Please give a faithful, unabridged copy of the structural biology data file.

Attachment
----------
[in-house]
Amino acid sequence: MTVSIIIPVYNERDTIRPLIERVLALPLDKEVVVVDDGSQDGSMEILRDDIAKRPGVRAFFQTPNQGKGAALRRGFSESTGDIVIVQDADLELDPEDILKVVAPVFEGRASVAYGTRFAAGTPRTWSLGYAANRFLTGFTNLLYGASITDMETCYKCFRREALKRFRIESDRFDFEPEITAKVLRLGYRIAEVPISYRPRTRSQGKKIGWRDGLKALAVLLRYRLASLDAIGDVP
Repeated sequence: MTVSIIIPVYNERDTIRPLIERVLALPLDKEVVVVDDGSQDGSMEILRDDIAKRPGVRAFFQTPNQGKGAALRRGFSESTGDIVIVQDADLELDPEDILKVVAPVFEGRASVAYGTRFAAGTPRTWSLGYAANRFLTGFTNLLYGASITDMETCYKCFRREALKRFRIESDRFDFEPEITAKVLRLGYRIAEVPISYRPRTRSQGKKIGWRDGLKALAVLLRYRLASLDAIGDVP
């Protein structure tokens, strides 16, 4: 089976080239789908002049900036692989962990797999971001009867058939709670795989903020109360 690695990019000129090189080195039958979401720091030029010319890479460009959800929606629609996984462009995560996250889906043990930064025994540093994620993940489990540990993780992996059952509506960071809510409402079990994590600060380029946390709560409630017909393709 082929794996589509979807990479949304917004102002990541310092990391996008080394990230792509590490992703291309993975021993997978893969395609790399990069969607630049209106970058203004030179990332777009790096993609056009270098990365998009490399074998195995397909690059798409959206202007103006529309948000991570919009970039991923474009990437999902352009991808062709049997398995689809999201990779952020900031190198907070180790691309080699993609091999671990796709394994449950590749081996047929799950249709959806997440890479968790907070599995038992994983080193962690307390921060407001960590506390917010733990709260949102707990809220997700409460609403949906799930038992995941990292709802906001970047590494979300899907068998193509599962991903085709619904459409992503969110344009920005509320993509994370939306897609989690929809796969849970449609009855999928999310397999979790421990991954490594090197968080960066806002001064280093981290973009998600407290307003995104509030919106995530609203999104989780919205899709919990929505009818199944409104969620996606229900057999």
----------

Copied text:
[in-house]
Amino acid sequence: MTVSIIIPVYNERDTIRPLIERVLALPLDKEVVVVDDGSQDGSMEILRDDIAKRPGVRAFFQTPNQGKGAALRRGFSESTGDIVIVQDADLELDPEDILKVVAPVFEGRASVAYGTRFAAGTPRTWSLGYAANRFLTGFTNLLYGASITDMETCYKCFRREALKRFRIESDRFDFEPEITAKVLRLGYRIAEVPISYRPRTRSQGKKIGWRDGLKALAVLLRYRLASLDAIGDVP
Repeated sequence: MTVSIIIPVYNERDTIRPLIERVLALPLDKEVVVVDDGSQDGSMEILRDDIAKRPGVRAFFQTPNQGKGAALRRGFSESTGDIVIVQDADLELDPEDILKVVAPVFEGRASVAYGTRFAAGTPRTWSLGYAANRFLTGFTNLLYGASITDMETCYKCFRREALKRFRIESDRFDFEPEITAKVLRLGYRIAEVPISYRPRTRSQGKKIGWRDGLKALAVLLRYRLASLDAIGDVP
């Protein structure tokens, strides 16, 4: 089976080239789908002049900036692989962990797999971001009867058939709670795989903020109360 690695990019000129090189080195039958979401720091030029010319890479460009959800929606629609996984462009995560996250889906043990930064025994540093994620993940489990540990993780992996059952509506960071809510409402079990994590600060380029946390709560409630017909393709 082929794996589509979807990479949304917004102002990541310092990391996008080394990230792509590490992703291309993975021993997978893969395609790399990069969607630049209106970058203004030179990332777009790096993609056009270098990365998009490399074998195995397909690059798409959206202007103006529309948000991570919009970039991923474009990437999902352009991808062709049997398995689809999201990779952020900031190198907070180790691309080699993609091999671990796709394994449950590749081996047929799950249709959806997440890479968790907070599995038992994983080193962690307390921060407001960590506390917010733990709260949102707990809220997700409460609403949906799930038992995941990292709802906001970047590494979300899907068998193509599962991903085709619904459409992503969110344009920005509320993509994370939306897609989690929809796969849970449609009855999928999310397999979790421990991954490594090197968080960066806002001064280093981290973009998600407290307003995104509030919106995530609203999104989780919205899709919990929505009818199944409104969620996606229900057999």